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I have a page with the following two divs:

<div id="searchResults">
</div>

<div class="postSearchOptions" style="display: none;">
</div>

Is there any way that I can make the "postSearchOptions" div appear when the "searchResults" div is updated by an AJAX call? I don't control the AJAX calls and I want to detect any change in the "searchResults" div.

I tried writing the following JQuery code, but then realized that it requires Jquery 1.4 and I only have 1.3:

$("#searchResults").live("change", function() {
    $(".postSearchOptions").css("display", "inline");
});

Is there any way to catch the event of the searchResults div changing using either standard JavaScript or Jquery 1.3? Thanks!

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Can you upgrade to jQuery 1.4? –  SLaks Apr 14 '10 at 14:39
    
@SLaks what's in 1.4 that would do something like fire an event when the DOM is updated? The only thing I know of that provides that is LiveQuery. –  Pointy Apr 14 '10 at 14:43
    
@Pointy: Nothing; I misunderstand the question. However, he should still upgrade to 1.4; it's faster. –  SLaks Apr 14 '10 at 14:48
    
How would I use LiveQuery to detect the update? –  David Apr 14 '10 at 15:09
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4 Answers

up vote 0 down vote accepted

I don't think the onchange event will fire if you are programatically changing the innerHTML. Why don't you just show the Post Search options upon receiving those change i.e. why don't you include it as the last line in your ajax success method.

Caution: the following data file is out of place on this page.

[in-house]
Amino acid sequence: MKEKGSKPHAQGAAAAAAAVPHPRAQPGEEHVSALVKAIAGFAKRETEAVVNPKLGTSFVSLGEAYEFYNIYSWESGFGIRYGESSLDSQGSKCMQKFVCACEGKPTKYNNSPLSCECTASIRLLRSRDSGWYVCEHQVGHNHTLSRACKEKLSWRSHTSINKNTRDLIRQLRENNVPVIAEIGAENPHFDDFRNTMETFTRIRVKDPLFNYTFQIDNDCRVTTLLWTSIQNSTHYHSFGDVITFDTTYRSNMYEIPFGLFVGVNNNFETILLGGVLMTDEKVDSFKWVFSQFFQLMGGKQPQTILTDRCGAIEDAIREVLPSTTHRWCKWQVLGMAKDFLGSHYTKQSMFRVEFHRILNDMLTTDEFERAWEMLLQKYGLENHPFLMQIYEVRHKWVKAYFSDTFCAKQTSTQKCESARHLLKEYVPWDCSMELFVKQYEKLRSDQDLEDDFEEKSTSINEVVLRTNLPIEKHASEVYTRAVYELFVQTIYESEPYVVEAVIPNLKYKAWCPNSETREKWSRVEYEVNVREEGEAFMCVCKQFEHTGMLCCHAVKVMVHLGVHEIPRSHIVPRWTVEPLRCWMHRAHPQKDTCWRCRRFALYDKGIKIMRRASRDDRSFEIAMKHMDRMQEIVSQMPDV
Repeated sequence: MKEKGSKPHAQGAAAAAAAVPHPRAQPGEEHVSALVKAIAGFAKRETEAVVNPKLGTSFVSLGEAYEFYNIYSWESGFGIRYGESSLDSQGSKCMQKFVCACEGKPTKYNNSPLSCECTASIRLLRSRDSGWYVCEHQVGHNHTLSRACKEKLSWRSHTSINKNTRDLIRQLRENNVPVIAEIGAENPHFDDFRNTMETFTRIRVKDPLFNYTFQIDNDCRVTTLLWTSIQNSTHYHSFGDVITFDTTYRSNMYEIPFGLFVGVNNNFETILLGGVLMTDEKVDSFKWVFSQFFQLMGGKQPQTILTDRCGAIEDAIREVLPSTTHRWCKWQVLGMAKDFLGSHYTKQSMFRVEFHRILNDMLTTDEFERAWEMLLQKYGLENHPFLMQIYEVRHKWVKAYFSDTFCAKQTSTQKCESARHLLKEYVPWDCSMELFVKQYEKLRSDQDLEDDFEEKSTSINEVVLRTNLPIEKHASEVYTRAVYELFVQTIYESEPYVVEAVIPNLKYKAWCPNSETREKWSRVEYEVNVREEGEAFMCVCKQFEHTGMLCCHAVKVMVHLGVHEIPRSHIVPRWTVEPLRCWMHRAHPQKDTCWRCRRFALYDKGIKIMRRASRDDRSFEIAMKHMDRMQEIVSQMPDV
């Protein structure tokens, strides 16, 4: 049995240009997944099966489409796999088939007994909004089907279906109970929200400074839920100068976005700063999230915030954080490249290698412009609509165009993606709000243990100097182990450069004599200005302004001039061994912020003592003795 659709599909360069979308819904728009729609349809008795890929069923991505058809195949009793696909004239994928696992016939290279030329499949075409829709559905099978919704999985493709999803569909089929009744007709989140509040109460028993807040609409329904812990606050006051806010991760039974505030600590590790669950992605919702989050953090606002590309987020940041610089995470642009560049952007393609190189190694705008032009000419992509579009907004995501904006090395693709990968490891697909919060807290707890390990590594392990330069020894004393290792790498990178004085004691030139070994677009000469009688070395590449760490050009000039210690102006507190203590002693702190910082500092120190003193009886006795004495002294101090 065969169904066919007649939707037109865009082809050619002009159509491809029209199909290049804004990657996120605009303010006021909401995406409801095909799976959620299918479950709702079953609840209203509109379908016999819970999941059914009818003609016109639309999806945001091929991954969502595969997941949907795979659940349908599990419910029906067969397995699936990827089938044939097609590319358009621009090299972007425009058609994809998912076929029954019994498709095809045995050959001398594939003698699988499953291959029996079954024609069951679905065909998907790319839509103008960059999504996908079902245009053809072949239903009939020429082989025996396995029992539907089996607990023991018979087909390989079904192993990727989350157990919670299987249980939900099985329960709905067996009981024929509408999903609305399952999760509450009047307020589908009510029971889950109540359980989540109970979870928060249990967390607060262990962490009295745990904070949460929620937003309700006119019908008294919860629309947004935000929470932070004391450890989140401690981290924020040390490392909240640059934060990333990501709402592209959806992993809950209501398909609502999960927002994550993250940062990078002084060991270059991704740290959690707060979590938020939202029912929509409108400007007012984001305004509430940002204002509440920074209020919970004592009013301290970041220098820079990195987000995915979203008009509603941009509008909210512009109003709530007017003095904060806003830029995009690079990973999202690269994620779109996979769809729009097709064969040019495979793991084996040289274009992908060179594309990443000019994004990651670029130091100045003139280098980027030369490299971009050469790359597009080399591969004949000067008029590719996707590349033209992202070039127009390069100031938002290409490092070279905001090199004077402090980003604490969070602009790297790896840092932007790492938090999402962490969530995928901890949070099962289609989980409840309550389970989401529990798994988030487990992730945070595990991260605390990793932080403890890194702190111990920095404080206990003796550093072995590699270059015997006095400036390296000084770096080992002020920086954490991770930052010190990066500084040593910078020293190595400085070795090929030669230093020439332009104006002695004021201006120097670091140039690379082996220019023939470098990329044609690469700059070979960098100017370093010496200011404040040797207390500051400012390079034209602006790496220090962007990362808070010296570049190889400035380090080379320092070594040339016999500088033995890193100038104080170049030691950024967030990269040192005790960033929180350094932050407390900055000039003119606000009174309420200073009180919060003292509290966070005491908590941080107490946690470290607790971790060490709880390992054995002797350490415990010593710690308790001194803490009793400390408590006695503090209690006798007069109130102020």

HTH

share|improve this answer
    
Well, the AJAX methods are shared across the entire website and written in DOJO 0.4 so I was hoping to avoid having to change them. I'll take a peek at them and see if there is a simple way to implement this in the AJAX call. However, I'd prefer a jquery solution if possible. –  David Apr 14 '10 at 14:45
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If the AJAX calls are made using jQuery, you could call handle the global ajaxComplete event and run your code there.

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You could use setInterval to watch it, but as others have said it would be nicer to detect the change in the ajax callback. Here's an sketch of what a plugin would look like to "watch" a node, like you're trying to do with live:

jQuery.fn.watch = function() {
  this.each(function() {
    var original = $(this).html();
    setInterval(function() {
       var newHtml = $(this).html();
       if (newHtml != original) {
         $(this).trigger('change');
         original = newHtml;
       }

    }, 500);

  } );
}
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to working, do....

jQuery.fn.watch = function() {
      this.each(function() {
        var obj = $(this);
        var original = $(this).html();
        setInterval(function() {
           var newHtml = $(obj).html();
           if (newHtml != original) {   
            $(obj).trigger('change');
            original = newHtml;
           }

        }, 500);

       } );
}
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